How Robots Help Smaller Enterprises Create World-Class Results

How Robots Help Smaller Enterprises Create World-Class Results

Small to medium-sized manufacturers are using the capabilities of flexible robots as a competitive advantage. Robots with small sizes, enhanced capabilities like force sensing and budget-friendly price tags are helping enterprises compete on a scale that was once only available for large corporations.

A wide range of robots makes it possible for businesses of all sizes to literally do more than what was once humanly possible. Automation enables small shops to produce, control quality, and package goods with world class results.

Maximum Efficiency

Robots are a good example of working smarter and not harder. As noted in Small Assembly Robots with Big Gains, small and medium-sized businesses are using robotic automation in strategic ways and it's paying off.

TM Robotics in Elk Grove, Illinois supplied a customer in small parts automotive assembly with eight robots that can fit in a space that's only six-feet by six-feet and only six-feet high. The robots use triple-duty grippers to multi-task and utilize a small programmable automation controller.

Each robot is capable of multiple picks and places because multiple grippers can be attached. The robot is capable of going to three different bowl feeders, grabbing parts from each one and bringing them all together to the workstation.

The micro-robots use a small amount of space that would have been considered too small in traditional manufacturing, but allows a small business to get the most from limited floor space.

Maximum Quality

When you sit in a well-made car and use the various knobs and buttons to move mirrors and seats, there's a tension in the accessories that's comfortable. The buttons move easily when you touch them, but they're not too loose. A small auto parts maker can use robots with force sensors to create a consistent result.

The article Intelligent Robots: A Feast for the Senses, describes touch as one of our most valuable sensory inputs. Force sensors give robots the ability to “feel” what they touch and "manipulate objects" with fine precision. When this sense is combined with vision guidance then robots can pick and place objects in environments that aren't structured and predictable.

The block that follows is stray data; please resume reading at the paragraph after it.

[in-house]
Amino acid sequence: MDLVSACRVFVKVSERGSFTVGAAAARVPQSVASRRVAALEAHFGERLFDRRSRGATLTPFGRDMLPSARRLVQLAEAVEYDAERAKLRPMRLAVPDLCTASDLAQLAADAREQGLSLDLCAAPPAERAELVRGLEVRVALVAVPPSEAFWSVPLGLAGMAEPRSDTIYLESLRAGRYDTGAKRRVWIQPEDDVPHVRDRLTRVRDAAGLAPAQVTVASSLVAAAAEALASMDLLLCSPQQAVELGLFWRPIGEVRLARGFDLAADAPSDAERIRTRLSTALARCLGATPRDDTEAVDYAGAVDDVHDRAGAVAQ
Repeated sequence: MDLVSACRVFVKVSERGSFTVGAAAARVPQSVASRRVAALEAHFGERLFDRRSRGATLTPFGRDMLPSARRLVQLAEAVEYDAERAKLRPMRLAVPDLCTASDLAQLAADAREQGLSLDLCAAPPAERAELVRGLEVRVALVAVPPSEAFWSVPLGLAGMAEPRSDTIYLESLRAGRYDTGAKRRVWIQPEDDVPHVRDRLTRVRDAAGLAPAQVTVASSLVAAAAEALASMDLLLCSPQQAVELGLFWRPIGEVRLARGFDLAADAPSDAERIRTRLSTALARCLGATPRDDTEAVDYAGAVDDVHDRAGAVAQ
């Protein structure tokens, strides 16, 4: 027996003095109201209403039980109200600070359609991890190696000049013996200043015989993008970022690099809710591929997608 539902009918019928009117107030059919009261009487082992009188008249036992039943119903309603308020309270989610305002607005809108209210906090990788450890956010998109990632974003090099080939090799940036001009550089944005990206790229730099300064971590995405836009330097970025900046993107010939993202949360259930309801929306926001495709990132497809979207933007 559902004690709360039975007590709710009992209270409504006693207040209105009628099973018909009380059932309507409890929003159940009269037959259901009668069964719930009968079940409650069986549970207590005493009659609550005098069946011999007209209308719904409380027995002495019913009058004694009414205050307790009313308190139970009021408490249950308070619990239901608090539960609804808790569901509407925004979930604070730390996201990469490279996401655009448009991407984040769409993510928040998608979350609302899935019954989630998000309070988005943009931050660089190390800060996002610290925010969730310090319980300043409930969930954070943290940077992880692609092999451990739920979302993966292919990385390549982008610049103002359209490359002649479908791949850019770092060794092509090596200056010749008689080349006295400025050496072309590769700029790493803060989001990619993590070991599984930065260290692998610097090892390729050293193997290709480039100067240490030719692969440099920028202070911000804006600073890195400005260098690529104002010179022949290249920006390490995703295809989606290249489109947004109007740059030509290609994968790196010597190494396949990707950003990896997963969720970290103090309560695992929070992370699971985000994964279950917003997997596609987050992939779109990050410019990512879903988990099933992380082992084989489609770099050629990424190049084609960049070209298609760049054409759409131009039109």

Capabilities like force sensing enables small manufacturers to provide quality products to larger companies.

Maximum Information

The computer age has brought about information overload for people. Large amounts of data are available for us to consume, yet much of what we can read or see isn't mission-critical.

The evolving Industrial Internet of Things (IIOT) may seem like a wave of unnecessary information ready to swamp an already overburdened management team, but businesses large and small that tap into the IIOT will gain a competitive edge.

Companies that develop an Internet infrastructure will be able to transcend space and time, according to the write-up Becoming the Factory of the Future. Cloud computing and machine-to-machine communication will have distinct advantages. Automated systems that rely on sensors in machine-to-machine environments will be able to predict operational obstacles. Small to medium-sized enterprises can get alerts on the data that matters to prevent costly downtime.

An example in the article is given of a machine vision camera on a packaging line that can read barcodes to extract product data. It alerts other machines and human operators to issues like the degradation of barcode print quality. The barcode printers can be maintained before codes fall below acceptable standards of readability.

Strategic information can be used to reduce the chance of costly downtime and keep machines running at peak efficiency.

Maximum Returns

Costs for robot technology are coming down while they are becoming more adaptable to specific needs on the factory floor. Base model collaborative robots are selling for around $34,000.

A variety of robots are designed for easy operation and programming that doesn't require a highly trained specialist. Consider the purchase a one-time expense, as suggested in the article Robots, the Plastics Molders Best Friend. A custom plastics injection molder in Hatfield, Pennsylvania, the Rodon Group, is featured and Lowell Allen, Sr. VP of Manufacturing, says the costs for operating around the clock include "a bit of electricity and air."

The company has 106 injection molding machines with a robot tending each one. "Being a three-shift operation, we’re talking about three people we would have to hire for a particular task. If it can be done by a robot, you don’t need three people.”

The company, says Allen, is "eliminating jobs that no one wants to perform" and programming changes can easily be made by Rodon staff. 

Learn how other small business owners in diverse industries like fabricating and the food and beverage industry are using robots to reduce costs, return greater profits, and create jobs. Their stories are featured in the video series "Why I Automate" on A3automate.org.

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